Nancy Reagan drilled it into our minds so hard it became a joke. Once the War on Drugs started, we were in it. Soldiers, dutifully wielding the only weapon given to us - our words.
We grew up and never lost our mantra. At times, it is still a joke. "Step away from the chocolate. Just say no."
Exhausted multi-taskers are re-learning the thought in a trickier fashion. We have to say "no" to nice people instead of drug dealers. The people who ask us to take on one more scoop of potatoes (or activity) when our plate (or life) is already full.
I think the tide may even be turning for those nice people, now too. There has been an upswing in the current that flows with the banner, "Make sure you take time for yourself." Many folks are stopping for coffee and going to the gym instead of signing up for for the volunteer activities that are pursuing us. Or maybe that's just me.
But now, we need to bring back the "Just Say No" battle cry one more time - for the sake our own kids. Wake Nancy up - she'd be on the same page, I'm sure.
We need to just say "no" to our kids.
No to stuff they don't need.
No to stuff they didn't earn.
No to one. more. thing.
We've got the peer pressure problem all over again, only we think we're doing something good for our kids by helping them fit in. This isn't news. Just as it made no sense to jump off a bridge when everyone else was doing it before, it still makes just as little sense to push our kids off the bridge when all the other moms are doing that today.
Why do we need to?
I, for one, would like my kids to grow up as unspoiled as possible. If we give them everything their hearts desire, I don't believe they will appreciate what it's like to get something you truly want. Even beyond that, if we make our kids work to get something they truly want, they can better understand the value and purpose of work. How awful would it be for us to give our children everything during their childhood, then to throw them into the adult world where it really doesn't work that way?
I had to teach my daughter this lesson just this week. She agreed to take care of a friend's dog for a day. But later that day, she had the opportunity to go out for a fun activity with her other friends, missing a feeding/walking time for the pup. I covered her responsibility for her, but when the friend came over to reward my daughter's effort with a candy bar, I did demand my share of that candy bar. Not because I wanted the candy or even because I didn't want her to have the candy. Just because I wanted her to understand that she made a choice to not fulfill her duty, and so she did not earn the full reward.
Why is it so hard for us to say "no" when we know it is the right thing?
Why are we not recognizing the "kid pressure" as the same circumstance we were in when we faced "peer pressure?"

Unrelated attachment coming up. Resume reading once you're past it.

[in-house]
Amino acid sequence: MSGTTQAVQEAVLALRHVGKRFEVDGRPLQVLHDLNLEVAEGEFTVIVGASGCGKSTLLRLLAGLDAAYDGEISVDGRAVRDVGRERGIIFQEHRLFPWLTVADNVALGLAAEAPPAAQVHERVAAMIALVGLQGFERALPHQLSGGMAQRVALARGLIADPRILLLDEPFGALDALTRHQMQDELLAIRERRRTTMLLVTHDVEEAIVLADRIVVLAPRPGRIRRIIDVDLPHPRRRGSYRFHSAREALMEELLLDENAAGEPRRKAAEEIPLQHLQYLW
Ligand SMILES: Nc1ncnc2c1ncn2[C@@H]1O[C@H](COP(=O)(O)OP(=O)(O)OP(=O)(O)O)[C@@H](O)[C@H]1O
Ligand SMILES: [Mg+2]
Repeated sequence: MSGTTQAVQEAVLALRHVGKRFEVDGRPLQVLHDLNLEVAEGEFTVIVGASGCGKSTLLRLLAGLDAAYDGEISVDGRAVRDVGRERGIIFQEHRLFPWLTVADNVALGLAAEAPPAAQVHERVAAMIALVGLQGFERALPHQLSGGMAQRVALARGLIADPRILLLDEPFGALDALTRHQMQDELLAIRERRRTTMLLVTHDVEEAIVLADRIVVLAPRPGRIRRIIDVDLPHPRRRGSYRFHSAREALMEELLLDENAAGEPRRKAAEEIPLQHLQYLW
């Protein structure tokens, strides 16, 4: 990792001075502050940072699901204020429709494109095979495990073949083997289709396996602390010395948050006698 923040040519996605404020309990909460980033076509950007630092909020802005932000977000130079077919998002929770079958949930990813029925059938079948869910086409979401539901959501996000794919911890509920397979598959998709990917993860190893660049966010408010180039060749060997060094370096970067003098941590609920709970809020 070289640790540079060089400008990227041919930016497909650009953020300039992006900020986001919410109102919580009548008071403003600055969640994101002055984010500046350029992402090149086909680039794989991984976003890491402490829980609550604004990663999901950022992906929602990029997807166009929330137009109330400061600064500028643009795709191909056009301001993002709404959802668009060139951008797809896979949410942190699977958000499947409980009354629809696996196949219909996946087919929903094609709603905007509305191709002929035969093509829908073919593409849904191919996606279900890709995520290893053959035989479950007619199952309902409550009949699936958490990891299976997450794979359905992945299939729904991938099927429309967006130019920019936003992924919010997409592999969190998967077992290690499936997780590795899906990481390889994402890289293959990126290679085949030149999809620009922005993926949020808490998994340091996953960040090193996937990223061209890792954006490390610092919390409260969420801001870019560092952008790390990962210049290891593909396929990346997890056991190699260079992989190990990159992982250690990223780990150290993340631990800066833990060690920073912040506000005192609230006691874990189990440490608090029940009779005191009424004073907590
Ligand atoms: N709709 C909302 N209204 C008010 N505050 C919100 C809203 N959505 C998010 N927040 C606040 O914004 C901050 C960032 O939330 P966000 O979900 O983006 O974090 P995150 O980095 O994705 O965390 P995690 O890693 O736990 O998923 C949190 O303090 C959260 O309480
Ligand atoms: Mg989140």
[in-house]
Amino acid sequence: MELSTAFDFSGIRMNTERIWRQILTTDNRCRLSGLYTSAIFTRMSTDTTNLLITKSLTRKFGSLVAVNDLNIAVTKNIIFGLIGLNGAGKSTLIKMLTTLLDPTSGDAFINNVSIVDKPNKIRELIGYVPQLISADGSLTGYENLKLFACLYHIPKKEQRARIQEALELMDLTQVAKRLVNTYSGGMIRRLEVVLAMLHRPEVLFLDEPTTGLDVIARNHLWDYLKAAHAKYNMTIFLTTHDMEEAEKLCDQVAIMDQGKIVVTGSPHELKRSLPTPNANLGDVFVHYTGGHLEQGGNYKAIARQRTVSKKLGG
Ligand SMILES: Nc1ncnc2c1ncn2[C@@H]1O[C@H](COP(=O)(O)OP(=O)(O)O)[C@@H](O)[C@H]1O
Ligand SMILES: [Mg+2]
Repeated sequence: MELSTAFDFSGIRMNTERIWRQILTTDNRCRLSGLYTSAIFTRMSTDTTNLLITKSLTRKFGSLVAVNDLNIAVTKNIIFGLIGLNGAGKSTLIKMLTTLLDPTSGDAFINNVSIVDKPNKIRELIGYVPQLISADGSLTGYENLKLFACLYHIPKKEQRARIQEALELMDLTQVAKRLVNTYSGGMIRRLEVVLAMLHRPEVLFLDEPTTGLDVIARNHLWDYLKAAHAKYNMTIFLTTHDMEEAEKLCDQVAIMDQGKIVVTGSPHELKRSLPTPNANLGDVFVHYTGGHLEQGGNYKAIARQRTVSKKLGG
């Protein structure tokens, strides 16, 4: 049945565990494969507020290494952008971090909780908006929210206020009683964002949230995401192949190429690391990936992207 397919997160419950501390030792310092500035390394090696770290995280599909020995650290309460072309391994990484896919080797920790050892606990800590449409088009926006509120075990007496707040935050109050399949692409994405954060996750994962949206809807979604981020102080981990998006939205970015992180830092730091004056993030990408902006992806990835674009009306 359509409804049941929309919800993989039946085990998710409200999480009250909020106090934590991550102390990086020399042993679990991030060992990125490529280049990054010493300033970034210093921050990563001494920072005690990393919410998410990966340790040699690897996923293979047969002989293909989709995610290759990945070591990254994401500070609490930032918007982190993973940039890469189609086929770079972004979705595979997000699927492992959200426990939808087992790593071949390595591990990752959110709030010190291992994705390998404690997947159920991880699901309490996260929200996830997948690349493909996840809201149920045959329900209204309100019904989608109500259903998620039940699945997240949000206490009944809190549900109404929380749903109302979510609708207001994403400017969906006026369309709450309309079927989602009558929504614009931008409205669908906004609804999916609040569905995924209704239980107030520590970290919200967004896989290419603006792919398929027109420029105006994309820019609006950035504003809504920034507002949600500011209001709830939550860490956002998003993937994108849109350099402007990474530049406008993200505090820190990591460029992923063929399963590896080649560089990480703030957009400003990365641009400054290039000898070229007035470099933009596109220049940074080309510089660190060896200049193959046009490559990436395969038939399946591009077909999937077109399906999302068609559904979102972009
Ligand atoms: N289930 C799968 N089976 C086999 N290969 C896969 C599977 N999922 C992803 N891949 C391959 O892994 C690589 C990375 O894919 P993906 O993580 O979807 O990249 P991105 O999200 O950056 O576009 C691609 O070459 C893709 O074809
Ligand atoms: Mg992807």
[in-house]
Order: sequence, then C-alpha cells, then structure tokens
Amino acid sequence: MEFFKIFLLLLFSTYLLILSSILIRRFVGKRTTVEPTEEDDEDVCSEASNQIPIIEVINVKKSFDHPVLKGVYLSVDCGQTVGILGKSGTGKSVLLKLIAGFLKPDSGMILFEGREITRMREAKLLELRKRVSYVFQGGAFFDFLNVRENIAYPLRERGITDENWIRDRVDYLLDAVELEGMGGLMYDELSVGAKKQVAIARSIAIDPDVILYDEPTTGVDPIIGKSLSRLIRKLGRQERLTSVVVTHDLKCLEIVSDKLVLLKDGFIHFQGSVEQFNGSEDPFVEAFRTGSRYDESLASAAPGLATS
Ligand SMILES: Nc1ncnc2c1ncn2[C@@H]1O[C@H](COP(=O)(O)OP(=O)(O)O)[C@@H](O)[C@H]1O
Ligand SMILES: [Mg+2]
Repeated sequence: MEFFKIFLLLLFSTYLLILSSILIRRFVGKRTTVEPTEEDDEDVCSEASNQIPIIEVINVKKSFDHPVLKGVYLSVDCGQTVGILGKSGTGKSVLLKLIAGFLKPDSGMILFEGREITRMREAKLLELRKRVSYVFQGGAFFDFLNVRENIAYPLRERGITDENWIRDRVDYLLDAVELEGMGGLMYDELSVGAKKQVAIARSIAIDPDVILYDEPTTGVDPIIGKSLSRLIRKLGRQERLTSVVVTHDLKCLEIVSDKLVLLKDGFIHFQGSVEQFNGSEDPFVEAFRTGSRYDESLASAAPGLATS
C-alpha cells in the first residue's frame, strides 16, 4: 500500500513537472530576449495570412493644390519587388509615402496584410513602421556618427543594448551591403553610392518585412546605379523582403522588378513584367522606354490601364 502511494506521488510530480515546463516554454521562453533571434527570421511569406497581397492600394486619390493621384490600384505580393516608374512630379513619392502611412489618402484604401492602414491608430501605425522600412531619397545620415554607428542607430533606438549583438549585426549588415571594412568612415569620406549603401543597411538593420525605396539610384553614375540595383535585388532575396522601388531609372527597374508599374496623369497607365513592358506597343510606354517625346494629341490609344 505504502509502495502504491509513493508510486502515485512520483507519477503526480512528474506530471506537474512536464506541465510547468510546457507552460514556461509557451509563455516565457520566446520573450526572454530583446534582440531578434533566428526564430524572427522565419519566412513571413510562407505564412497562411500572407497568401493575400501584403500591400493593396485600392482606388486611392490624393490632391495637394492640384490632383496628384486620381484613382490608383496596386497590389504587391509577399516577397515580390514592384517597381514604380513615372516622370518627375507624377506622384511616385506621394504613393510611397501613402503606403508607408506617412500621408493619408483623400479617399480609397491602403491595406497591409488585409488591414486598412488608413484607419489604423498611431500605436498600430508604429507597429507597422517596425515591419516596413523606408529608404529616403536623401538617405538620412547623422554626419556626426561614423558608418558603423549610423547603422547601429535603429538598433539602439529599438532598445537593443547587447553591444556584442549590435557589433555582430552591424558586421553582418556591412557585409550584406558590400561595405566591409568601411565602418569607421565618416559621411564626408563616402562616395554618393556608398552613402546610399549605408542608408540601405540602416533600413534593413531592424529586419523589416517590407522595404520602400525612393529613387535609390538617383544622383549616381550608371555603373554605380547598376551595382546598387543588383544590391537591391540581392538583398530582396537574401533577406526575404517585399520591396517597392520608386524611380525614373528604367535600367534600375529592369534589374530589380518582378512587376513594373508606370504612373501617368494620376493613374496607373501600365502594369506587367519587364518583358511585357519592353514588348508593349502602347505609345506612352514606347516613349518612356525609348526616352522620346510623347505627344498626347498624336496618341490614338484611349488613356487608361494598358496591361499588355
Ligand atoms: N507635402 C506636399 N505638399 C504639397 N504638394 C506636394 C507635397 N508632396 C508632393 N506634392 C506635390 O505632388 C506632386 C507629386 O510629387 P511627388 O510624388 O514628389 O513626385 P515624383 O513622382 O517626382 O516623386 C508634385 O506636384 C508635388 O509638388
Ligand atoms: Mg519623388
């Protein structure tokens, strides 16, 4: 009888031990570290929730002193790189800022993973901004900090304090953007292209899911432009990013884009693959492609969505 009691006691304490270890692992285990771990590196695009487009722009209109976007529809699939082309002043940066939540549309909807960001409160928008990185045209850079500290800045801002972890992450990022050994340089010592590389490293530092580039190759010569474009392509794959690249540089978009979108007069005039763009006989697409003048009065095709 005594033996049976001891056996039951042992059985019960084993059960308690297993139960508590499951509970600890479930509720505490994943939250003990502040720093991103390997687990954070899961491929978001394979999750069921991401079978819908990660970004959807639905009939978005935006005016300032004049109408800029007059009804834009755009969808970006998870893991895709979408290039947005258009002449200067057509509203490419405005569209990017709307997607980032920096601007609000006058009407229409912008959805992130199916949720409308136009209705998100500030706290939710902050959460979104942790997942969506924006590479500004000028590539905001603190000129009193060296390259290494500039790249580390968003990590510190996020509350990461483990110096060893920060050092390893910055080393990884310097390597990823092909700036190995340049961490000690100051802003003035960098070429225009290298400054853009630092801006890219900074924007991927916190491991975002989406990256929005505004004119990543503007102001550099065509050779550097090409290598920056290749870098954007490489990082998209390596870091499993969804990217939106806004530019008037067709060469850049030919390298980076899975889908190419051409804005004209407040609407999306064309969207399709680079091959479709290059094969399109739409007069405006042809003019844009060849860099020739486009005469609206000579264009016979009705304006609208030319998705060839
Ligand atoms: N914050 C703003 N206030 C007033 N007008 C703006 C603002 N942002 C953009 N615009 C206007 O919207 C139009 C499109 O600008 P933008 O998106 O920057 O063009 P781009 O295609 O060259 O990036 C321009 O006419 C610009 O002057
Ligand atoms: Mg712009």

When we were teens, maybe we stood up pretty well to those offering us cigarettes (or worse). But maybe it was hard for you. Maybe you had visions of the "cool" people making fun of you, in those awful days when we had no idea what cool really was.
And now, as adults, what are we afraid of? We're afraid, essentially of the same thing, that our kids won't see us as "cool parents." Or possibly we are afraid that our own children will suffer our fear - that their friends will tease them for not being "cool."
Since it seems every kid has to have the newest toy.
Or video game.
Or see the latest movie.
Or stay up to a certain bed time.
Or have the exact same lunch as their friends.
Keeping it in perspective, we find the same rule applies: No two kids are the same, and therefore, no two kids have the same needs. We must keep that in mind. And sometimes that explanation helps ease the disappointment.
And remind them that even though we say no some of the time, they have probably had more than enough yeses to make up for it all.
I know you remember that commercial from years ago. But what do we remember it for? Hating that woman anyway.
Let me start off by saying I am not a size-0 model, not a size-2 model, not even a plus size model. Hey, I'm not a model! But people still look at me, even if I'm not in a magazine. People look at you too, no matter what you think. We're people. We look at other people. Go figure.
But while we are looking, we are making judgments too. About each other and ourselves. And we are assuming that when it comes to the way we look, the same rules apply to everyone.
Don't listen to everyone else. (But since that includes me, finish this post at least before you stop listening to me.)
I'm a firm believer that beauty is in the eye of the beholder. You may not think you are beautiful, but someone else might. Someone else is not staring at your face or body LOOKING for problems, like you are when you look in the mirror. So if someone pays you a compliment, don't tell them that they are wrong. They do not see what you see.